Third grade students were excited to present their science projects at Westside School’s Lower School Exhibition of Learning last Thursday evening! Our fall science unit focused on heredity and variance of traits, ecosystem dynamics, and natural selection. Each student chose an organism to study, becoming experts on its distinct traits and adaptations. For their culminating project, they created a non-fiction book or brochure. The students were asked to use their project to illustrate their answer to the driving question, “What would the ideal habitat be for my organism?”
A driving question captures the purpose of the project. It helps students to initiate and focus their inquiry, and to independently navigate their research. As students tackle a wide breadth of new information, branching questions spring up with increasing frequency. The open-ended driving question encourages this curiosity, while helping the student to continually see the true north of their project.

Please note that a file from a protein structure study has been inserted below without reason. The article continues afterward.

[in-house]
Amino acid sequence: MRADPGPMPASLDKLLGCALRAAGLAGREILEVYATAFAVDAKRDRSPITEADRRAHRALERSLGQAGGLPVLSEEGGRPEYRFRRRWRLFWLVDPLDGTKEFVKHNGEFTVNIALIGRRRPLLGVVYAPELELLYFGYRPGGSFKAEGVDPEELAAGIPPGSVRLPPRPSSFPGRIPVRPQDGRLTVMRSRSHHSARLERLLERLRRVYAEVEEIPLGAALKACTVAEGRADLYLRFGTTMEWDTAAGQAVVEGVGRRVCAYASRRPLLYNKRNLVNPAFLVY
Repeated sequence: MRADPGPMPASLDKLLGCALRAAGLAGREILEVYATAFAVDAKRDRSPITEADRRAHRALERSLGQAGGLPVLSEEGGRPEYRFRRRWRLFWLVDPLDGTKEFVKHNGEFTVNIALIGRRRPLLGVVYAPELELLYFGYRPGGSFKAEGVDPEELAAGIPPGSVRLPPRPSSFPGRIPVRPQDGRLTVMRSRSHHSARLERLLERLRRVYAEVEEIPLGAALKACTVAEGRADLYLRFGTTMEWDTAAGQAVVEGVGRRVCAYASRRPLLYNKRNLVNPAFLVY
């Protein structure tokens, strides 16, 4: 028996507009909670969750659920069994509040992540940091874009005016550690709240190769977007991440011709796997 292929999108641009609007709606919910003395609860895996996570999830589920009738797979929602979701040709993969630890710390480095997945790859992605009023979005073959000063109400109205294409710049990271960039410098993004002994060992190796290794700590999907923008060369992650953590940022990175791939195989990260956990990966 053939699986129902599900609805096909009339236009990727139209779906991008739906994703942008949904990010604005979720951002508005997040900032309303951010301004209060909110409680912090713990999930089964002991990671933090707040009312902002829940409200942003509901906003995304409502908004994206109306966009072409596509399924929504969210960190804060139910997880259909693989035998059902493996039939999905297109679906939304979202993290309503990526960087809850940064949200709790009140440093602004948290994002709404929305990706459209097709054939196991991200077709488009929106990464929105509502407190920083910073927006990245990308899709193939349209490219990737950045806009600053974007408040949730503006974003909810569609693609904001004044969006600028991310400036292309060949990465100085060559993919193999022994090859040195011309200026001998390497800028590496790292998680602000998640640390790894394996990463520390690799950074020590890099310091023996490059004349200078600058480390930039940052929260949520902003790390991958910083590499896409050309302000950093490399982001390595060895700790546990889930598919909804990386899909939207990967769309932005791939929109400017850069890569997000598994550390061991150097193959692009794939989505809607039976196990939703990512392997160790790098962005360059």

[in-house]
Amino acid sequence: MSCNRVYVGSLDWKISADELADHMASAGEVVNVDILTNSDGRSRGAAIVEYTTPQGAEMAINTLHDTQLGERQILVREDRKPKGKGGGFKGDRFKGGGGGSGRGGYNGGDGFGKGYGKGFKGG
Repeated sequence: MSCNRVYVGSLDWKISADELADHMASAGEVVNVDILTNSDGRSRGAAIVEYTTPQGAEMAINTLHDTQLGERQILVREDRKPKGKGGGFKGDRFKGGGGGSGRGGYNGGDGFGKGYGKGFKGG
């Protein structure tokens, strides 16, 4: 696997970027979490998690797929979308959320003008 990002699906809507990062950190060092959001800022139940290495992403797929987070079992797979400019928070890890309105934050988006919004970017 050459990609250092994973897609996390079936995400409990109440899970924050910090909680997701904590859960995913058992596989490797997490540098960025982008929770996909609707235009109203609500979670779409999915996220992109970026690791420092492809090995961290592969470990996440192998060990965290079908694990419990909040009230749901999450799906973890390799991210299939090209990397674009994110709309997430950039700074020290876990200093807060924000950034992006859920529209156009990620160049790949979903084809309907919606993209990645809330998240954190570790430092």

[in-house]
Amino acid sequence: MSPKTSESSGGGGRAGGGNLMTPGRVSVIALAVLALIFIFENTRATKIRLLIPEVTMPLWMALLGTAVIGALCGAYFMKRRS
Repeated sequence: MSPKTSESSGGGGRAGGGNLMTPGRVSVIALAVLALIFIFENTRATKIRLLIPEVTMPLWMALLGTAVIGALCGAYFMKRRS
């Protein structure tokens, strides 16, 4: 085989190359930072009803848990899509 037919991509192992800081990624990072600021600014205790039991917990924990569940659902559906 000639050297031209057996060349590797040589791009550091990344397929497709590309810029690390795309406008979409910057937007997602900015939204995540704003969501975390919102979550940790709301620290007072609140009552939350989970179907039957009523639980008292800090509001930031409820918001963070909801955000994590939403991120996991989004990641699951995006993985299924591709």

The students conducted independent research in class to gather information about their animal, not only describing its ideal habitat, but also to explain why it is so well suited for that particular environment. The students worked backwards, describing every step of their organism’s ecosystem from individual all the way out to biome and explored the topics of habitat disturbances, food webs, and natural selection.
The third grade students collaborated with each other as learners and scientists through their process. They enthusiastically shared exciting new facts with each other, and after publishing their work, they gave presentations to the class, ending with an engaging forum about the differences and similarities in their organisms.
If you didn’t have a chance to see them at the Lower School Exhibition of Learning, we invite you to check out all the students’ projects in the Lower School hallway and third grade classrooms!
contributed by Hayley Sayre, third grade Instructional Assistant